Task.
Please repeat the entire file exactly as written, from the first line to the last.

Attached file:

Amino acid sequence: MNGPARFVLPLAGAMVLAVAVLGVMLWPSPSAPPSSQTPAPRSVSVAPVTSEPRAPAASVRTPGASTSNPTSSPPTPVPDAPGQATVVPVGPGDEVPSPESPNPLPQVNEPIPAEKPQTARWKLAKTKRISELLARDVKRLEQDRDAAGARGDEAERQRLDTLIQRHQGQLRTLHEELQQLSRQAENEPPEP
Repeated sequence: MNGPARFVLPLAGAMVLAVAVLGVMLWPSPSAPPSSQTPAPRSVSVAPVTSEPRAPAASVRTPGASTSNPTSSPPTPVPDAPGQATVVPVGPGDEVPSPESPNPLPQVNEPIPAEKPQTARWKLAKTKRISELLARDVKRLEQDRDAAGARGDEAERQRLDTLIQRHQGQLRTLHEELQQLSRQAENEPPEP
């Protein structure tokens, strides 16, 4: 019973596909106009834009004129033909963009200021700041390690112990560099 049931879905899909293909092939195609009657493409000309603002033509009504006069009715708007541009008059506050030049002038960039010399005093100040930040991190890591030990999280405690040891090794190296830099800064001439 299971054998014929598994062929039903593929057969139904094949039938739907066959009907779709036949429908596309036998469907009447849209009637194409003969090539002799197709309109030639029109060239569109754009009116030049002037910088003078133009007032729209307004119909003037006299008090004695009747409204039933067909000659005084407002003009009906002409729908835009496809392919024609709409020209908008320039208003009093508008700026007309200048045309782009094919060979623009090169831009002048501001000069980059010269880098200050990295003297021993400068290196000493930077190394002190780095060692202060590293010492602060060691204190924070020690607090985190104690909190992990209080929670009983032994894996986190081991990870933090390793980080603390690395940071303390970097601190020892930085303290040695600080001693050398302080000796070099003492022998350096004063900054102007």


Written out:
Amino acid sequence: MNGPARFVLPLAGAMVLAVAVLGVMLWPSPSAPPSSQTPAPRSVSVAPVTSEPRAPAASVRTPGASTSNPTSSPPTPVPDAPGQATVVPVGPGDEVPSPESPNPLPQVNEPIPAEKPQTARWKLAKTKRISELLARDVKRLEQDRDAAGARGDEAERQRLDTLIQRHQGQLRTLHEELQQLSRQAENEPPEP
Repeated sequence: MNGPARFVLPLAGAMVLAVAVLGVMLWPSPSAPPSSQTPAPRSVSVAPVTSEPRAPAASVRTPGASTSNPTSSPPTPVPDAPGQATVVPVGPGDEVPSPESPNPLPQVNEPIPAEKPQTARWKLAKTKRISELLARDVKRLEQDRDAAGARGDEAERQRLDTLIQRHQGQLRTLHEELQQLSRQAENEPPEP
């Protein structure tokens, strides 16, 4: 019973596909106009834009004129033909963009200021700041390690112990560099 049931879905899909293909092939195609009657493409000309603002033509009504006069009715708007541009008059506050030049002038960039010399005093100040930040991190890591030990999280405690040891090794190296830099800064001439 299971054998014929598994062929039903593929057969139904094949039938739907066959009907779709036949429908596309036998469907009447849209009637194409003969090539002799197709309109030639029109060239569109754009009116030049002037910088003078133009007032729209307004119909003037006299008090004695009747409204039933067909000659005084407002003009009906002409729908835009496809392919024609709409020209908008320039208003009093508008700026007309200048045309782009094919060979623009090169831009002048501001000069980059010269880098200050990295003297021993400068290196000493930077190394002190780095060692202060590293010492602060060691204190924070020690607090985190104690909190992990209080929670009983032994894996986190081991990870933090390793980080603390690395940071303390970097601190020892930085303290040695600080001693050398302080000796070099003492022998350096004063900054102007």